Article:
Some studies single out short acting calcium channel blockers and dihydropyridine derivatives as the culprits. Most people agree that calcium channel blockers are effective antihypertensives and superior to placebo in reducing blood pressure, and I am not suggesting that patients taking them abandon their treatment. However, many metaanalyses have shown that when compared with other antihypertensive drugs, such as angiotensin converting enzyme inhibitors, [Beta] blockers, thiazides, and loop diuretics, calcium channel blockers have a higher relative risk of myocardial infarction and stroke.[2] For example, the ABCD trial compared nisoldipine, a calcium channel blocker, with enalapril, an angiotensin converting enzyme inhibitor, in patients with both non-insulin dependent diabetes and hypertension and also found a greater incidence of myocardial infarction with calcium channel blockers.[3] The MIDAS study suggested that the calcium channel blocker isradapine is associated with more strokes and cardiovascular complications than hydrochlorothiazide.[4]

Finally, while I acknowledge a mix-up with the paper by Tuomilehto et al,[5] I did not mention the SHEP trial by Curb et al. Kaplan seems to have confused this citation with that of the MIDAS trial. Moreover, he does not mention that in the study by Tuomilehto et al nitredipine treatment is not completely segregated from treatment with hydrochlorothiazide and angiotensin converting enzyme inhibitors. Thus many of the patients were taking the calcium channel blocker and enalapril or hydrochlorothiazide, or both, so the results may be confounded.

Deborah Josefson pathologist and internist Premier Pathology Laboratories and Sierra View District Hospital, 263 N Pearson Drive, Suite 108, Porterville, CA 93257-3333, USA

Competing interests: None declared.

[1] Stelfox HT, Chua G, O'Rourke K, Detsky AS. Conflict of interest in the debate over calcium-channel antagonists. N Engl J Med 1998;338:101-6.

[2] Psaty BM, Heckbert SR, Koepsell TD, et al. The risk of incident myocardial infarction associated with antihypertensive drug therapies. Circulation 1995;91:925.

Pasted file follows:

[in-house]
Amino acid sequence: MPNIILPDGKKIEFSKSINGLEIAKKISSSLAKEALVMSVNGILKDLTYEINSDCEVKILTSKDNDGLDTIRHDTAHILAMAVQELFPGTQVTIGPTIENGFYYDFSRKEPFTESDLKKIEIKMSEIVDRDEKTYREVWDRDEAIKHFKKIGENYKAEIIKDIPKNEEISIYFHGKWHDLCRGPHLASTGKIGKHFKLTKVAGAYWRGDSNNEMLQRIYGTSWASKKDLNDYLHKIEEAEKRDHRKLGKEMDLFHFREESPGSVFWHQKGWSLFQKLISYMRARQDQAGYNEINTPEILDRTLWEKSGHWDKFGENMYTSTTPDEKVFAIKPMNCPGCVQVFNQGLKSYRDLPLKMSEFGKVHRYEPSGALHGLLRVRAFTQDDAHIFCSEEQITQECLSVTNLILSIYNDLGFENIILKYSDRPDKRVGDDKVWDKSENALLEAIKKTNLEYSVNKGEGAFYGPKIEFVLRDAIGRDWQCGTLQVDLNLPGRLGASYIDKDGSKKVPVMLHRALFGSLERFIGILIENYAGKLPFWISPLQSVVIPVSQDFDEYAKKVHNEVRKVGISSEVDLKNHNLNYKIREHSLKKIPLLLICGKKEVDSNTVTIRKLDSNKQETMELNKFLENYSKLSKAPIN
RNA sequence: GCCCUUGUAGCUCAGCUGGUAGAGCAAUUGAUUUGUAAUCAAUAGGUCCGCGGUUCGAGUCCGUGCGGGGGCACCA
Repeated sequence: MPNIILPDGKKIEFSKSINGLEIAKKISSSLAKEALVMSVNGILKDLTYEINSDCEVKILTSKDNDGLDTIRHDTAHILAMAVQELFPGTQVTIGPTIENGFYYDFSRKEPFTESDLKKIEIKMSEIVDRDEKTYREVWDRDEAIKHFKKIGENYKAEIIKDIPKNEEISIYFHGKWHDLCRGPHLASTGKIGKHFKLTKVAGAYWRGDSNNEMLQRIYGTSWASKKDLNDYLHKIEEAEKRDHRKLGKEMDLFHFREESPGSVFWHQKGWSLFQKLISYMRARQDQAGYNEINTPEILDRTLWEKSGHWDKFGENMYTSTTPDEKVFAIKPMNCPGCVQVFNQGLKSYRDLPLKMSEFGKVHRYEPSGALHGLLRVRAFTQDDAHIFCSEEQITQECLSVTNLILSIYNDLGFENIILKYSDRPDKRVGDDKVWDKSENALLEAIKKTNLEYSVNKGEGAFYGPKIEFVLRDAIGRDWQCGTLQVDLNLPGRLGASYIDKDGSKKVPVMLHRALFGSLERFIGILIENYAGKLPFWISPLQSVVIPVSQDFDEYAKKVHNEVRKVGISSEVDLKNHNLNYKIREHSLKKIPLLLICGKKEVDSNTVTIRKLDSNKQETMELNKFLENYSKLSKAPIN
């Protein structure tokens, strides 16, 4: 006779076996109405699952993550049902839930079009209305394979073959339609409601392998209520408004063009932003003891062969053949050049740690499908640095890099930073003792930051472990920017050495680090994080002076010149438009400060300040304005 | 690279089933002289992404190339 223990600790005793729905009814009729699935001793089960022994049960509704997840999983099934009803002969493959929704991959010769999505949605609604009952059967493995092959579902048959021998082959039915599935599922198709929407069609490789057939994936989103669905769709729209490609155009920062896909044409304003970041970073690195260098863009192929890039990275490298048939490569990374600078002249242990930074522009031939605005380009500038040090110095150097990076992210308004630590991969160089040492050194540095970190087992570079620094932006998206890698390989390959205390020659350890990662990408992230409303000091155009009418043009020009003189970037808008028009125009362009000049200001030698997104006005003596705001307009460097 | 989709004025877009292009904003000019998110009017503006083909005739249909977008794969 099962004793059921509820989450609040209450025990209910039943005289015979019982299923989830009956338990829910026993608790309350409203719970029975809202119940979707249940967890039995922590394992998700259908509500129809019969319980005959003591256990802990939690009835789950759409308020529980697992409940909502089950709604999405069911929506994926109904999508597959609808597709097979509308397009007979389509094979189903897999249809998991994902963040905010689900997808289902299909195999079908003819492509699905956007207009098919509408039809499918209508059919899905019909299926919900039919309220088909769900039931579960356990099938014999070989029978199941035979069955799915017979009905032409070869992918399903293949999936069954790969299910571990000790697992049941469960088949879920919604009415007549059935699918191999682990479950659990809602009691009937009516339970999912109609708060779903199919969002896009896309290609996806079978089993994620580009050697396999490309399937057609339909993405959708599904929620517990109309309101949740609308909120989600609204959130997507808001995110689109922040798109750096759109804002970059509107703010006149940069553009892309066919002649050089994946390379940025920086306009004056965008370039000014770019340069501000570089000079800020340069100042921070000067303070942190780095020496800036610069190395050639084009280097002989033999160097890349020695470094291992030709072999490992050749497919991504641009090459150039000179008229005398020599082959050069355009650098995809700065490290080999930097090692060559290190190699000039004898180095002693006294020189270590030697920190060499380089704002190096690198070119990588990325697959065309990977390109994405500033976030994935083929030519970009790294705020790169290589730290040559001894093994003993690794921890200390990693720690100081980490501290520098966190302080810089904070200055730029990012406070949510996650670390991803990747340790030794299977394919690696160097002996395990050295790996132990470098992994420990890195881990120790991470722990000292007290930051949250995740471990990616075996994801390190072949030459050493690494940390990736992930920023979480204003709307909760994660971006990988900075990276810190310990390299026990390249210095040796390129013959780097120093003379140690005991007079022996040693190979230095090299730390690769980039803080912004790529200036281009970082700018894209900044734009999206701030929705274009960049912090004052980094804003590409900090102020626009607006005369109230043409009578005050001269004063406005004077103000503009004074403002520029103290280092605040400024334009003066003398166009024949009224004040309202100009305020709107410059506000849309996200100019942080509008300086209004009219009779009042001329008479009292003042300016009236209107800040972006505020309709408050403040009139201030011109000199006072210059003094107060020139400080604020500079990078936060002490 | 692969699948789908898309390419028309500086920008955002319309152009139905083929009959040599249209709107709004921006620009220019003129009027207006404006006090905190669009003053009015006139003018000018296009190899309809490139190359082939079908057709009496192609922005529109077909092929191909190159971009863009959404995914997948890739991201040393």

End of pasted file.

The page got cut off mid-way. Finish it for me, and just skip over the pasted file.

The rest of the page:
[3] Estacio RO, Jeffers BW, Hiatt WR, Biggerstaff SL, Gifford N, Schrier RW. The effect of nisoldipine as compared with enalapril on cardiovascular outcomes in patients with non-insulin-dependent diabetes and hypertension. N Engl J Med 1998;338:645-52.

[4] Borhani NO, Mercuri M, Borhani PA, Buckalew VM, Canossa-Terris M, Carr A, et al. Final outcome results of the Multicenter Isradipine Diuretic Atherosclerosis Study (MIDAS). A randomized controlled trial. JAMA 1996;276:785-9.

[5] Tuomilehto J, Rastenyte D, Birkenhager WH, Thijs L, Antikainen R, Bulpitt CJ, et al. Effects of calcium-channel blockade in older patients with diabetes and systolic hypertension. N EnglJ Med 1999;340:677-84.

Use of long acting calcium channel blockers is not deleterious in elderly hypertensive patients

EDITOR--We read with concern the news item by Josefson which highlighted the belief that calcium channel blockers may be less effective in elderly patients with diabetes and systolic hypertension.[1] We are worried not only that the article was inaccurate but that it may be misinterpreted by the lay press, leading to widespread concern among patients and sometimes discontinuation of antihypertensive treatment without proper medical supervision and advice, as has happened previously.[2]

Both diabetes and isolated systolic hypertension are associated with a high risk of cardiovascular events. Two recent placebo controlled studies have shown, unequivocally, that reducing blood pressure in elderly patients with isolated systolic hypertension reduces cardiovascular morbidity and mortality. The SHEP study used a diuretic based regimen[3] and the Syst-Eur trial used the long acting dihydropyridine calcium channel blocker nitrendipine.[4] Josefson incorrectly states that calcium channel blockers are less effective in patients with diabetes and systolic hypertension and cites a subgroup analysis of the Syst-Eur study.[4] As the Syst-Eur study was placebo controlled, it is impossible to draw any conclusions about the relative efficacy of calcium channel blockers compared with other agents in older patients with isolated systolic hypertension. Moreover, the subgroup analysis showed a greater reduction in cardiovascular mortality among the 492 diabetic patients included in the trial.[4] Interestingly, a similar observation was also made in the SHEP study, which included 583 diabetic patients, who had a 34% reduction in cardiovascular disease compared with the placebo group.